Sri Lanka begins impeachment of top judgeAgence France-Presse
COLOMBO – Sri Lanka’s parliament Friday began an impeachment hearing against the country’s chief justice, defying a Supreme Court request for a suspension of proceedings, official sources told AFP.
Shirani Bandaranayake, the first woman to be Sri Lanka’s top judge, went before a Parliamentary Select Committee (PSC) for the first time to answer allegations of financial and official misconduct, sources said.
After nearly three hours of closed-door talks, the PSC scheduled the next hearing for December 4 and turned down her request for more time to prepare a full defense, a source told AFP, asking not to be named.
The Supreme Court had on Thursday asked the parliament to consider suspending the impeachment move pending hearings into nine cases challenging the legality of the moves to sack 54-year-old Bandaranayake.
“All government MPs in the PSC voted to deny the Supreme Court request to suspend the proceedings,” an opposition legislator told AFP, asking for anonymity because he was not authorized to talk.
The government reacted angrily to Thursday’s Supreme Court call to hold the impeachment and warned that the judiciary should not interfere in the legislature’s move to sack the chief justice.
“We as government MPs ask the Supreme Court not to intervene in this impeachment process,” Minister of Productivity Development Lakshman Seneviratne told a hurriedly summoned press conference in parliament.
High Education Minister S. B. Dissanayake warned the judiciary against commenting on the impeachment.
“The judiciary has started talking about it, discussing it, holding processions and picketing, but we remained silent all this time,” Dissanayake said.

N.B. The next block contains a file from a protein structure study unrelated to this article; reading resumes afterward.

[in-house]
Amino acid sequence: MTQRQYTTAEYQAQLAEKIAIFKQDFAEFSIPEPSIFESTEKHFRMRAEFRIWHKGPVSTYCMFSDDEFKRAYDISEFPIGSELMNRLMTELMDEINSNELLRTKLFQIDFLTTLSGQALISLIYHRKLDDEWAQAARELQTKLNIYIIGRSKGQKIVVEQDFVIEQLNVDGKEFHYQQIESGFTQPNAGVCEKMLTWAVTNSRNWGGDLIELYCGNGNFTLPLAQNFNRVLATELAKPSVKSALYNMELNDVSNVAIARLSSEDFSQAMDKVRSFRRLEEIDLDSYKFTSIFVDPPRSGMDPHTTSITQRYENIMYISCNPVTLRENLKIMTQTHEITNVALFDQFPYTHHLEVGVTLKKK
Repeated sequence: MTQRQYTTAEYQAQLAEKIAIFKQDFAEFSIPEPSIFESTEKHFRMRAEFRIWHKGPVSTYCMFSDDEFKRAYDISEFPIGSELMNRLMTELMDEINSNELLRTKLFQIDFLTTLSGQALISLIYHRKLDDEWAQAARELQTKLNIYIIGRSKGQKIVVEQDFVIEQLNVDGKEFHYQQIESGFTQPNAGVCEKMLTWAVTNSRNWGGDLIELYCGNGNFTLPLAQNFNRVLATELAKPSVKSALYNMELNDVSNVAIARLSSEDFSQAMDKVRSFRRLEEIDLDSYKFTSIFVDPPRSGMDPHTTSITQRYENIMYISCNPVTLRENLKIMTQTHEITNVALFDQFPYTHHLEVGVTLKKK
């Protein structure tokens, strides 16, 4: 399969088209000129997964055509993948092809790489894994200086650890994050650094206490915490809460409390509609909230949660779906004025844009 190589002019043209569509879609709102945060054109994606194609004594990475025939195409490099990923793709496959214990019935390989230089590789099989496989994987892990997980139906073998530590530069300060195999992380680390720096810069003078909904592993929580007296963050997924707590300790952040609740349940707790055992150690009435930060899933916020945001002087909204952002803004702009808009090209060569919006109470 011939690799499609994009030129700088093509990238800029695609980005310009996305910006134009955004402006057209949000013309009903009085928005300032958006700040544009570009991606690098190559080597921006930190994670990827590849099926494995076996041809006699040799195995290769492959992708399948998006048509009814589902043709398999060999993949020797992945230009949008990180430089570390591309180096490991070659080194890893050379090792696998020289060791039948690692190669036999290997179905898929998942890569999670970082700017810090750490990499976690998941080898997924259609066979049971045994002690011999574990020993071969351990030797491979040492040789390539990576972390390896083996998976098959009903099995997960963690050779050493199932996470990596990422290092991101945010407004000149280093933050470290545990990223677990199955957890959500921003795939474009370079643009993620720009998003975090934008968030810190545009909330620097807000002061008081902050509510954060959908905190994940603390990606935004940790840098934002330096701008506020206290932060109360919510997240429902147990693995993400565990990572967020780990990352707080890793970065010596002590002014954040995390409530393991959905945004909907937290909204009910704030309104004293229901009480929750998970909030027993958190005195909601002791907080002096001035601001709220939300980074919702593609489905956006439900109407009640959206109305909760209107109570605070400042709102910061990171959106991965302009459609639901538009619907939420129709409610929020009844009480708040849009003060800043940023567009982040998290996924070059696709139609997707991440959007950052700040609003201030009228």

“Now we want to give the country our side of the story to the media… We hope the judiciary will give their support by remaining silent.”
Rights groups have said the impeachment is the latest sign of efforts by President Mahinda Rajapakse to tighten his grip on power after crushing the Tamil Tiger separatist rebels in 2009 at the end of a decades-long war.
The Supreme Court irked Rajapakse last month with a decision that effectively scuppered a bill giving more powers to the economic development minister, who is the president’s younger brother Basil.
Bandaranayake, whose husband was also charged recently with corruption while holding a political appointment as the head of a state-owned bank, has denied the financial wrongdoing alleged in the impeachment.
She declined to comment as she arrived at parliament to go before the PSC, which has a total of 11 members — seven from the government side and four from the opposition. She was accompanied by six lawyers.
The ruling party has more than the required simple majority in the 225-member assembly to impeach Bandaranayake, who would otherwise have another 11 years as chief justice.
The move to sack her was initiated by the ruling United People’s Freedom Alliance, which also dominates the PSC.
The United States has joined other international voices in expressing concern over the impeachment. Sri Lankan lawyers have united in urging the authorities to ensure “due process” in any action against the judge.